I think I found at least one of these sort of on my own

March 29, 2007 erinstine

Much of what I read (books) is a direct result of what I read (blogs).  This time, though, I think I got a book recommendation the old fashioned way: review material.  In an actual review journal.

The book is Better than Running at Night by Hillary Frank.  It’s great.

It’s the story of Ellie (real name: Ladybug), a child of hippies, a loner, a person who has made a conscious decision to be less melodramatic BEFORE transferring into art school (a concept that in itself is kind of funny).  It’s not a funny book, though – wait, no, some parts about the performance artists are – mostly it’s a complex, realistic portrayal of somebody getting used to her own skin.

I also picked up an interesting title, Katina King’s Ride Wit Me – a new publisher’s foray into young adult urban fiction.  It’s for all the kids that are reading Noire, Kiki Swinson, and Deja King – all that drama but less of the sex and violence and language.  The publisher is Young Diamonds Books  , and this is its first title.  I’m interested to see what they’ll produce next – it seems like the best thing would be to get some of these well-known authors to contribute to this emerging canon.  I can see a definite audience for this – as long as they don’t get too preachy (and this book is definitely not).  A note on the actual book – I was surprised at how sort of old-fashioned the central relationship was.  Sure, the cultural references were as up to date as possible, but the main guy, Dalvin, was extremely controlling and the girl, Mercedes, is extremely accepting of it.  He actually tells her fairly early on in the book that he wishes he was her husband so he could tell her what to do.   And I don’t know that they were actually all that into each other, or were just modeling their relationship on their parents’ (each of their fathers is a rival crime lord – hers definitely is the Man of the House).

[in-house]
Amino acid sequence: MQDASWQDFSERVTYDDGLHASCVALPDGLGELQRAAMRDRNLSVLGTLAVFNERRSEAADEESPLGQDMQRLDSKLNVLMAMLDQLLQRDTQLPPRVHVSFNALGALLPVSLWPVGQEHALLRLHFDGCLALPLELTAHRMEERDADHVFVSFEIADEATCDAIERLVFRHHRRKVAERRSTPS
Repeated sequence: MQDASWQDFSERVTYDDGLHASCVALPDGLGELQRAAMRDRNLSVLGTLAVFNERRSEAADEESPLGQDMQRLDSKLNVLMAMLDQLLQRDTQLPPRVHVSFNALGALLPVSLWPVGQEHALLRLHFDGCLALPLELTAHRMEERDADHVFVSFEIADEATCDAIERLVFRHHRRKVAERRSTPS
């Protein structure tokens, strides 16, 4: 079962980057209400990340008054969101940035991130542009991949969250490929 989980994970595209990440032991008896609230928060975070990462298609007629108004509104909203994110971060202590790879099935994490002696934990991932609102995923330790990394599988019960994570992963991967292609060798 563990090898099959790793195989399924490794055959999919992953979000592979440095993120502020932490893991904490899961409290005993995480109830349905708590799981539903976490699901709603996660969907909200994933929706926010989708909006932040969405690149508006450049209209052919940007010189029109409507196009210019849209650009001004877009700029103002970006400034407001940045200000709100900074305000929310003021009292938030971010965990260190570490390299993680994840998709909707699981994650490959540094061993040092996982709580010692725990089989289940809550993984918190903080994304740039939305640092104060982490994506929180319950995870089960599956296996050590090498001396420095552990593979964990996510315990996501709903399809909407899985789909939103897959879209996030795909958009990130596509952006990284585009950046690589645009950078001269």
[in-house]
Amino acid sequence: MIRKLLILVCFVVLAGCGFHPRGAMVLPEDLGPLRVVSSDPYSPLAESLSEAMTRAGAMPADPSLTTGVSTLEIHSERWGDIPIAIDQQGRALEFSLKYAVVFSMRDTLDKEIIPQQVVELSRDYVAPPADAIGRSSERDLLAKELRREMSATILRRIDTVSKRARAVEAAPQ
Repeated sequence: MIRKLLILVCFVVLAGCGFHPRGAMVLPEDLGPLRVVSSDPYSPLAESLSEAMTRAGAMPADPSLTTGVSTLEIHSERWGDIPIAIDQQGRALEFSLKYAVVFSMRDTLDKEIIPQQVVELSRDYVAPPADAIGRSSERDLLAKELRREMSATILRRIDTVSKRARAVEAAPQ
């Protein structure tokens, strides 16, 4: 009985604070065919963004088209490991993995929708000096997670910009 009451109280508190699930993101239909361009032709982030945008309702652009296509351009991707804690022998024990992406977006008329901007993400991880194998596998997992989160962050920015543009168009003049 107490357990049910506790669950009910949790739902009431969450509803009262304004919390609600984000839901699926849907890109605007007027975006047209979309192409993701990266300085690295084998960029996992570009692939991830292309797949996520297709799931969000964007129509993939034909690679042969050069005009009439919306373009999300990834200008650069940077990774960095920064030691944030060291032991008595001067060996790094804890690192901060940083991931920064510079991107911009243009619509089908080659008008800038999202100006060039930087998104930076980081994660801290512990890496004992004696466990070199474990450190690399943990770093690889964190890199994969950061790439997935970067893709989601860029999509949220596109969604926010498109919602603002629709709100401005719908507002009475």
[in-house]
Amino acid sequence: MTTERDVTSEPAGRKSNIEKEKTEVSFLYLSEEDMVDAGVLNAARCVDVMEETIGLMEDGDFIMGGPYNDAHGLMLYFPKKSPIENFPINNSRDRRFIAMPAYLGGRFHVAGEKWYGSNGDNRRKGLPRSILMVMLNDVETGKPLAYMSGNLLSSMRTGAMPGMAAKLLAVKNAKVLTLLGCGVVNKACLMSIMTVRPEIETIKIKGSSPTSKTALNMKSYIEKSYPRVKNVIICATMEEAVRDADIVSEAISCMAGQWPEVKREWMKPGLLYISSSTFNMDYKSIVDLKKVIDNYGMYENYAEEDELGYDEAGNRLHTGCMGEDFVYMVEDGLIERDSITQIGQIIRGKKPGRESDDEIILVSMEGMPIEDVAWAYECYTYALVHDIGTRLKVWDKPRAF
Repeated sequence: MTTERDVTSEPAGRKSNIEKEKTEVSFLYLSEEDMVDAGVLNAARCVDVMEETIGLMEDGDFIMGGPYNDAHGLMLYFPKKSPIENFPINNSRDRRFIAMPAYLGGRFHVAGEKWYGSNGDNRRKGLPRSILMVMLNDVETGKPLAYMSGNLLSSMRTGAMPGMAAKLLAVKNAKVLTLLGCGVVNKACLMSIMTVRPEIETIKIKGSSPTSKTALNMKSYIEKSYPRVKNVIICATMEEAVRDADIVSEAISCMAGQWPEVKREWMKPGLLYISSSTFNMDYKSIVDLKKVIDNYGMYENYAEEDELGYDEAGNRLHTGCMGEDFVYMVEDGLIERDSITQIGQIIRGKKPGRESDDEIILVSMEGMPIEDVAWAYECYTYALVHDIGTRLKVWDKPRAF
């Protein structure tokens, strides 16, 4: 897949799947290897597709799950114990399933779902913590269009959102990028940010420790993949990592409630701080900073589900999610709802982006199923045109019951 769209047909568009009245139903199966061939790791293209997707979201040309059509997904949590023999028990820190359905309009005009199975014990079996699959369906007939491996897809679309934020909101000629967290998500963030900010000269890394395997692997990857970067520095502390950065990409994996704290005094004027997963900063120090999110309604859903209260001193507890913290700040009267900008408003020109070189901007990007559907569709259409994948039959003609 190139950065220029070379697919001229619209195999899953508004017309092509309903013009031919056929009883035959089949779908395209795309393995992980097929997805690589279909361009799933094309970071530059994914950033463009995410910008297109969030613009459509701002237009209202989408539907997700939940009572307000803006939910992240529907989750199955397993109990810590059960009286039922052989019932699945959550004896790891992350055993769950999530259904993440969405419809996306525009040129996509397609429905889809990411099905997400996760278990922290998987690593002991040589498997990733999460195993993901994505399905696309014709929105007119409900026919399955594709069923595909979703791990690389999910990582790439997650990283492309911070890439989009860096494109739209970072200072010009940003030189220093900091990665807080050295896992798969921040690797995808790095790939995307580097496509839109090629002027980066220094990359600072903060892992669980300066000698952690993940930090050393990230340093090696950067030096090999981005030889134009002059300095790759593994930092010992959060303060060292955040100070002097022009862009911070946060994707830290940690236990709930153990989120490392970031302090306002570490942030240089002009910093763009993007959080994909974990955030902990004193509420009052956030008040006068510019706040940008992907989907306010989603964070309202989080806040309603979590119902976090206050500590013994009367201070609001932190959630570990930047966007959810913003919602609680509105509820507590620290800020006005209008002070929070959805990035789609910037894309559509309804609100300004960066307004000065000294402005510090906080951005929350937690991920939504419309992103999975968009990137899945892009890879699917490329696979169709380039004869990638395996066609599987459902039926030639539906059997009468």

And I finally read The Book Thief.  And cried my face off.   On two separate occasions.   It’s brilliant, and at times reminded me of another book featuring Nazis that I hold truly dear to my heart: Summer of My German Soldier, mostly because of the tearing-your-heart-out factor.   It’s almost certainly a better book than Summer of My German Soldier, but I read that book so many times as a kid that it’s a part of my childhood, and I can’t be objective at all about it.  It’s like meeting somebody with a really great dog – you might abstractly know that this dog is sweeter and better behaved than your dog, but your dog is YOUR dog.  So you can’t compare them.

Entry Filed under: Books, Movies, Music, Televison

3 Comments Add your own

  • 1. Miss E  |  March 29, 2007 at 3:25 am

    Oh man, Summer of my German Soldier? I was a historical fiction junkie when I was 13-15 – lots of Ann Rinaldi and the like. Good times, good times.

  • 2. A  |  March 29, 2007 at 3:08 pm

    Just THINKING about The Book Thief almost makes me tear up again! That was a wonderful and phenomenally moving book.

  • 3. that library girl  |  April 2, 2007 at 11:43 pm

    I just read The Book Thief last week, and I cried. On at least 3 occasions. I thought it was very creative and moving. I loved the twist of death as narrator.

    I had a historical fiction phase like E, with lots of Ann Rinaldi! And I probably read Summer of My German Soldier at least six times.

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